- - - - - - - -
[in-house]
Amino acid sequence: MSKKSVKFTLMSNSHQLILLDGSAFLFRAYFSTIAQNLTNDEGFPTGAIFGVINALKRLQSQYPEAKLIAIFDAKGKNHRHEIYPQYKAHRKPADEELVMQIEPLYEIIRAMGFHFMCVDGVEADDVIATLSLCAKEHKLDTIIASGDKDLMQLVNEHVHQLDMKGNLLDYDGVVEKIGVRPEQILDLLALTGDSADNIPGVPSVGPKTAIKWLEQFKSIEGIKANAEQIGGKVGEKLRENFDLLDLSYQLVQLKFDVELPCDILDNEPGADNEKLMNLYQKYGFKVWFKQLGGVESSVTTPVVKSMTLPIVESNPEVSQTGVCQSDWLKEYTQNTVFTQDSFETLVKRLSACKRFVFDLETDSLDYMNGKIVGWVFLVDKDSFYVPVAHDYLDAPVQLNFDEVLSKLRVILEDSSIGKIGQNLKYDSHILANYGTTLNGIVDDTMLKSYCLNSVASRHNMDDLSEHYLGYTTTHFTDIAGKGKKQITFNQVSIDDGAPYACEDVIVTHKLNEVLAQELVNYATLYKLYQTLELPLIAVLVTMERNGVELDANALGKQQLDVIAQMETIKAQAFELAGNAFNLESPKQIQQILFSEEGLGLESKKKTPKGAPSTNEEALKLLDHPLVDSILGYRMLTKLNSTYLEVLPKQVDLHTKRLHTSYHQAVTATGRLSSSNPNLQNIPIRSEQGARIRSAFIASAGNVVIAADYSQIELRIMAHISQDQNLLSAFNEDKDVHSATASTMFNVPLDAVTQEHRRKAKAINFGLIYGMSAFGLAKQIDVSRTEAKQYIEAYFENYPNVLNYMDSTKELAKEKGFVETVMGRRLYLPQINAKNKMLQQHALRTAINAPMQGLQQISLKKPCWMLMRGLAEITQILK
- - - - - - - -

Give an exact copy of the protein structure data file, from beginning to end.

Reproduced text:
[in-house]
Amino acid sequence: MSKKSVKFTLMSNSHQLILLDGSAFLFRAYFSTIAQNLTNDEGFPTGAIFGVINALKRLQSQYPEAKLIAIFDAKGKNHRHEIYPQYKAHRKPADEELVMQIEPLYEIIRAMGFHFMCVDGVEADDVIATLSLCAKEHKLDTIIASGDKDLMQLVNEHVHQLDMKGNLLDYDGVVEKIGVRPEQILDLLALTGDSADNIPGVPSVGPKTAIKWLEQFKSIEGIKANAEQIGGKVGEKLRENFDLLDLSYQLVQLKFDVELPCDILDNEPGADNEKLMNLYQKYGFKVWFKQLGGVESSVTTPVVKSMTLPIVESNPEVSQTGVCQSDWLKEYTQNTVFTQDSFETLVKRLSACKRFVFDLETDSLDYMNGKIVGWVFLVDKDSFYVPVAHDYLDAPVQLNFDEVLSKLRVILEDSSIGKIGQNLKYDSHILANYGTTLNGIVDDTMLKSYCLNSVASRHNMDDLSEHYLGYTTTHFTDIAGKGKKQITFNQVSIDDGAPYACEDVIVTHKLNEVLAQELVNYATLYKLYQTLELPLIAVLVTMERNGVELDANALGKQQLDVIAQMETIKAQAFELAGNAFNLESPKQIQQILFSEEGLGLESKKKTPKGAPSTNEEALKLLDHPLVDSILGYRMLTKLNSTYLEVLPKQVDLHTKRLHTSYHQAVTATGRLSSSNPNLQNIPIRSEQGARIRSAFIASAGNVVIAADYSQIELRIMAHISQDQNLLSAFNEDKDVHSATASTMFNVPLDAVTQEHRRKAKAINFGLIYGMSAFGLAKQIDVSRTEAKQYIEAYFENYPNVLNYMDSTKELAKEKGFVETVMGRRLYLPQINAKNKMLQQHALRTAINAPMQGLQQISLKKPCWMLMRGLAEITQILK